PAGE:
Convenience Store Woman [Book Review] #throwbackthursday

October 15, 2020

Convenience Store Woman by Sayaka Murata

#throwbackthursday

Convenience Store Woman by Sayaka Murata (cover) Image: white text on blue background....below it is a small plate with a traditional Japanese snack lying on a pink and white cloth napkin

Genre/Categories: Contemporary Fiction, Japanese Culture, Conformity, Short Fiction, Book in Translation

This year as part of Blog Audit Challenge 2020 I’m going back to update older review posts. On Thursdays, I’ll be re-sharing a few of these great reads, and today I’m sharing my review of Convenience Store Woman, the story of self aware and determined Keiko who is torn between self fulfillment and cultural conformity

I’m linking up today with Davida @ The Chocolate Lady’s Book Review Blog for #throwbackthursday.

*This post contains Amazon affiliate links.

My Summary of Convenience Store Woman

“Keiko Furukura grows up labeled a “strange child,” and her parents worry about her ability to function in the real world and about her future success.  While at university, Keiko begins a job at a local convenience store. After eighteen years, her parents and friends worry that she doesn’t have a real career and has never had a boyfriend. Even though Keiko is successful as a convenience store worker and enjoys her job, she feels the pressure to live up to her parents’ cultural expectations. What will she do?”

Quirky character…Japanese culture…finding your niche……conformity…

 Continue here for my review of Convenience Store Woman

QOTD: Have you read Convenience Store Woman or is it on your TBR?

Beartown and Us Against You [Book Reviews] #throwbackthursday

October 8, 2020

Beartown and Us Against You by Fredrik Backman #throwbackthursday

Beartown and Us Against You by Fredrik Backman (covers)

Genre/Categories: Contemporary Fiction, Sports, Hockey

This year as part of Blog Audit Challenge 2020 I’m going back to update older review posts. On Thursdays, I’ll be re-sharing a few of these great reads, and today I’m sharing my reviews of Beartown and Us Against You by Fredrik Backman, atmospheric stories of sports, small towns, and community…

This week’s Throw Back Thursday is a bit different because I’m throwing back to TWO books: Beartown and Us Against You. They are a series and Us Against You cannot be read as a stand-alone.

I read Beartown before I started blogging, so I don’t have a full blog review for linking ….I’ll include a brief review of it below and then link to my Us Against You blog review.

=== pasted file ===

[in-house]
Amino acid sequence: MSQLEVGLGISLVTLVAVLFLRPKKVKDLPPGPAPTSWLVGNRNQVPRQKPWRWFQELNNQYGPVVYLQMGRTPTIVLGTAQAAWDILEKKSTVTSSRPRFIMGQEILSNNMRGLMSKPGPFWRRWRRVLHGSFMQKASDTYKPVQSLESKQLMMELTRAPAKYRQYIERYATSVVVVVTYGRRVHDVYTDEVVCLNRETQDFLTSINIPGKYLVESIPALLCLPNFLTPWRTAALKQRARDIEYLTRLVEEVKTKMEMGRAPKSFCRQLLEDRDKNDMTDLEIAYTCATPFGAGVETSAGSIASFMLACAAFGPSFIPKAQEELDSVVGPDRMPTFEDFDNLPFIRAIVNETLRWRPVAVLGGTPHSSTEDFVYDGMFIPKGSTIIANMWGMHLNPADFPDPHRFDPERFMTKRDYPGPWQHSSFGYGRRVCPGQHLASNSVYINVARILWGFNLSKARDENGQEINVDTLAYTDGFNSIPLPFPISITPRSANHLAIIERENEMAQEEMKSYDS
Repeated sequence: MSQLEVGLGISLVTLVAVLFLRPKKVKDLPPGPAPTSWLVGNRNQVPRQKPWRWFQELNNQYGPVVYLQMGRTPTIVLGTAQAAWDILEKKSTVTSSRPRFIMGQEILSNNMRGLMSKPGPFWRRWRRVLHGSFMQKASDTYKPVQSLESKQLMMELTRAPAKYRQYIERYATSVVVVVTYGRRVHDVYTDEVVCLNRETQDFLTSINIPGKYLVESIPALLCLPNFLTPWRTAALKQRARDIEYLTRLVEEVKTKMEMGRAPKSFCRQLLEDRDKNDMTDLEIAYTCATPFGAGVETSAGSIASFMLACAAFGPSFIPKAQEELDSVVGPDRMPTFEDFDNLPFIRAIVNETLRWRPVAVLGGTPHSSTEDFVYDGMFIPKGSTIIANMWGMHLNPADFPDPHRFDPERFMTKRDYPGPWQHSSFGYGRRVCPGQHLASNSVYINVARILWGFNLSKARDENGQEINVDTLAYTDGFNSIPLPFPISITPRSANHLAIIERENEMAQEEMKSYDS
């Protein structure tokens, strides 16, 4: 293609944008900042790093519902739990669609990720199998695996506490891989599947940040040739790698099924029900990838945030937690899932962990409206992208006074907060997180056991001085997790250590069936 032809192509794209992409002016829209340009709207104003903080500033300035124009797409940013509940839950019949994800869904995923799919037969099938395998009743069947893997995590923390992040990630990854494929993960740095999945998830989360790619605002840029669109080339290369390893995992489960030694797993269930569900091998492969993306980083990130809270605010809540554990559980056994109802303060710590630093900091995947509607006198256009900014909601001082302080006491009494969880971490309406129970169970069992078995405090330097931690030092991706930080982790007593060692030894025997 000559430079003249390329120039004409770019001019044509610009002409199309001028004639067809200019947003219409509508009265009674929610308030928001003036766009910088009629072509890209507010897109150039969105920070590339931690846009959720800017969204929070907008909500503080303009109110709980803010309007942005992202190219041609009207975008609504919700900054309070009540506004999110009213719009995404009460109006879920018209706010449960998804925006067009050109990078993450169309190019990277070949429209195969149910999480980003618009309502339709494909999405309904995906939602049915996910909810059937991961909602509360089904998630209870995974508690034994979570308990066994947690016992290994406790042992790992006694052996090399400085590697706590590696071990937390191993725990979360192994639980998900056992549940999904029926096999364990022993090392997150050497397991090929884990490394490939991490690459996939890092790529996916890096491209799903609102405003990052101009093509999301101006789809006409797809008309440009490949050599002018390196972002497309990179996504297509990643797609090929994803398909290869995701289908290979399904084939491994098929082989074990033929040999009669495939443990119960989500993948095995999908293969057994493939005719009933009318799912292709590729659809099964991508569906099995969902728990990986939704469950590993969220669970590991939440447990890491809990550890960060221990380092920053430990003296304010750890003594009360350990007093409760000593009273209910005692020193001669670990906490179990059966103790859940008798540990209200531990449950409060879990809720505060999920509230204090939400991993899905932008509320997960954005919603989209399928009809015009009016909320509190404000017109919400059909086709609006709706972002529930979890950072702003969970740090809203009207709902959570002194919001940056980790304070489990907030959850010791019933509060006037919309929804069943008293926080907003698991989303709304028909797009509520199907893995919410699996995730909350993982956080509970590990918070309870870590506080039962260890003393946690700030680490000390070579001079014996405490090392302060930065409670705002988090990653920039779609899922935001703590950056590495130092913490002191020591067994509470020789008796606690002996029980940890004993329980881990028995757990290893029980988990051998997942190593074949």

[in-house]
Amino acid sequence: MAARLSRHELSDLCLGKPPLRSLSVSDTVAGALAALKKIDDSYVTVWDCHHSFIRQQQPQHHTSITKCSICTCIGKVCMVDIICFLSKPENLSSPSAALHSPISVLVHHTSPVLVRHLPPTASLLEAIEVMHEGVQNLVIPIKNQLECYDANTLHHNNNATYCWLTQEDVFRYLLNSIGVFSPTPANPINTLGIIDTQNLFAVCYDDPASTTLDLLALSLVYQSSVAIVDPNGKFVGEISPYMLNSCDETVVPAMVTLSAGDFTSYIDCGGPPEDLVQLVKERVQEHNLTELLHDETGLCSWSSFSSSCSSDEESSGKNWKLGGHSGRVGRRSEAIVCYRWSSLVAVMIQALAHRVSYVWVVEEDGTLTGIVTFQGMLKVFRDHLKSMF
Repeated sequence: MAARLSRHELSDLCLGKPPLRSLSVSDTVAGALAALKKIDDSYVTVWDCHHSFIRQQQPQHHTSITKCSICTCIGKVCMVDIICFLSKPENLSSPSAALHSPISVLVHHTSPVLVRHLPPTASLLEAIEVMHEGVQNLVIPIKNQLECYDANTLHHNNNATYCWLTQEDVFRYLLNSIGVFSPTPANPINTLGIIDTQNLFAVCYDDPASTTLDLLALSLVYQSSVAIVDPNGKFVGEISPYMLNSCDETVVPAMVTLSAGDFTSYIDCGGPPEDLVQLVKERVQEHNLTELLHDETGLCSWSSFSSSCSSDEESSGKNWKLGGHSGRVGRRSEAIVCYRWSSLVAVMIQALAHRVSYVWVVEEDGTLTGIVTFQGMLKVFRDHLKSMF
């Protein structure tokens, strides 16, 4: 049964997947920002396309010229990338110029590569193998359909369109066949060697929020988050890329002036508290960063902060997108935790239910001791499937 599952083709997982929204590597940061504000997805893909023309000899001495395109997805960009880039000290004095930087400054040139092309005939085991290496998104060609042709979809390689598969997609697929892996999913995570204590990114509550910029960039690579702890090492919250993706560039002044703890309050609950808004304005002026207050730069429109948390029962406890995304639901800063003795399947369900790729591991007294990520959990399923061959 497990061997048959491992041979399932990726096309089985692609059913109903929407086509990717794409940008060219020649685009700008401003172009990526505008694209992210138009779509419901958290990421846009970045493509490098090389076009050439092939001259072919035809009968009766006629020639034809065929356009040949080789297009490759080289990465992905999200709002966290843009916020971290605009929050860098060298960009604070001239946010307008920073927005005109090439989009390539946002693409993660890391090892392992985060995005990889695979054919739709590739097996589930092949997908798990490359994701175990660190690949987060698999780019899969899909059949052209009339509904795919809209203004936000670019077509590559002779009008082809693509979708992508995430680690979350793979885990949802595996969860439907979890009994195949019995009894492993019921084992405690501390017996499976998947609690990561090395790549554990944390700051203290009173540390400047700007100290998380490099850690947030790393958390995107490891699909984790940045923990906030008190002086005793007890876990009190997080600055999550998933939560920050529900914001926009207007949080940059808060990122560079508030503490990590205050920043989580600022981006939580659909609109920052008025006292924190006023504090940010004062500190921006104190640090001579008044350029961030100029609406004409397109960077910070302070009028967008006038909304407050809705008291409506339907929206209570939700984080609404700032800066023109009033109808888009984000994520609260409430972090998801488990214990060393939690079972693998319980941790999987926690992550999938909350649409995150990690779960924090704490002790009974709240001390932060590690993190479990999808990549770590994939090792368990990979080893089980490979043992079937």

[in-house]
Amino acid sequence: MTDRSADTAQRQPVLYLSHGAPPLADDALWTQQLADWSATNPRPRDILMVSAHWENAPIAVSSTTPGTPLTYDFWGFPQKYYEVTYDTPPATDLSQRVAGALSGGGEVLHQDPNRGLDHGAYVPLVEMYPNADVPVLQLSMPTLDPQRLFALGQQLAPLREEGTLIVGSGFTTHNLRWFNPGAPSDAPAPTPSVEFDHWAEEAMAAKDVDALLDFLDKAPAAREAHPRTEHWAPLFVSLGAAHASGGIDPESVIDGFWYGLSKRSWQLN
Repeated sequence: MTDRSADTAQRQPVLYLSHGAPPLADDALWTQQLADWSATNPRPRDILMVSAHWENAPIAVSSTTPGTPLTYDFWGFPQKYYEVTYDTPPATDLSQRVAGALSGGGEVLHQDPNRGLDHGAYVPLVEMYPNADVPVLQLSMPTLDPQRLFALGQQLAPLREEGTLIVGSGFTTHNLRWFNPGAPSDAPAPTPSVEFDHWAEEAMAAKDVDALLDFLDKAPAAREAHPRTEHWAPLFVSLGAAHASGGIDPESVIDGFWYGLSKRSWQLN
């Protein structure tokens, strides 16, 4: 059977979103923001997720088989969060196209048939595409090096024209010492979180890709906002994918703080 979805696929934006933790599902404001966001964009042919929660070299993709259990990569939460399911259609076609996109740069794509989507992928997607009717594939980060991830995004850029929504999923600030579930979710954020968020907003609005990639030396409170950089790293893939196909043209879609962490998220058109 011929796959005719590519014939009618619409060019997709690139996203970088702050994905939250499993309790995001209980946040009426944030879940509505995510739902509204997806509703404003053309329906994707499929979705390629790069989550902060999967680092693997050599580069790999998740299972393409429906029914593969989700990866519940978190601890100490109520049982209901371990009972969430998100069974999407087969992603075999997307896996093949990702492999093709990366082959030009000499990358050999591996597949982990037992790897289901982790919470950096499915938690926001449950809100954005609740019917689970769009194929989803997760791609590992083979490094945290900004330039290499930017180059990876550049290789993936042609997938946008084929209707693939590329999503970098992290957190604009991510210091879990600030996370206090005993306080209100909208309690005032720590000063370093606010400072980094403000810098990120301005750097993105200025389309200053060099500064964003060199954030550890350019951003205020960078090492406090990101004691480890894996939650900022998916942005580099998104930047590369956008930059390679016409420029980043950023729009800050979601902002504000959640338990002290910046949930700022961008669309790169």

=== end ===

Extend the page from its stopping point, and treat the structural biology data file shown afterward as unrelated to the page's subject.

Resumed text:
I’m linking up today with Davida @ The Chocolate Lady’s Book Review Blog for #throwbackthursday.

*This post contains Amazon affiliate links.

My Thoughts on Beartown

As the author develops characters and establishes the setting in his unique style, tension builds like the distant rumbling of an approaching severe thunderstorm The action is a bit slow in he beginning but once it picks up, the tension is sustained as the story plays out. Hockey fans will find this story particularly enjoyable. Filled with fascinating characters and infused with complex and important themes of family, parenting, competition, loyalty, courage, community, belonging, friendship, small town struggles and values, hope, and a girl’s “no.” This multilayed, thoughtful, and challenging read would make a highly discussable book club selection.

TW: a rape storyline and some crude locker room language and humor

A few favorite lines from Beartown include:
“People are standing in silent lines with their eyes half-open and their minds half-closed.”
“We’re not supposed to develop ‘products.’ We don’t manufacture anything at all. We nurture human beings. Those [hockey] guys are flesh and blood, not business plans and investment targets. The youth program isn’t some factory, regardless of what some of our sponsors seem to think.”
“Being a parent makes you feel like a blanket that’s always too small. No matter how hard you try to cover everyone, there’s always someone who’s freezing.”
“Bitterness can be corrosive; it can rewrite your memories as if it were scrubbing a crime scene clean, until in the end you only remember what suits you of its causes.”
“In the summer the rain seeps into the cracks in the bricks, then when the temperature slips below zero the moisture freezes to ice, and the bricks break. She will remember that that’s how it felt to grow up as the little sister of a dead big brother. A childhood that was one long, desperate attempt not to be liquid, not to seek out the cracks in your parents.”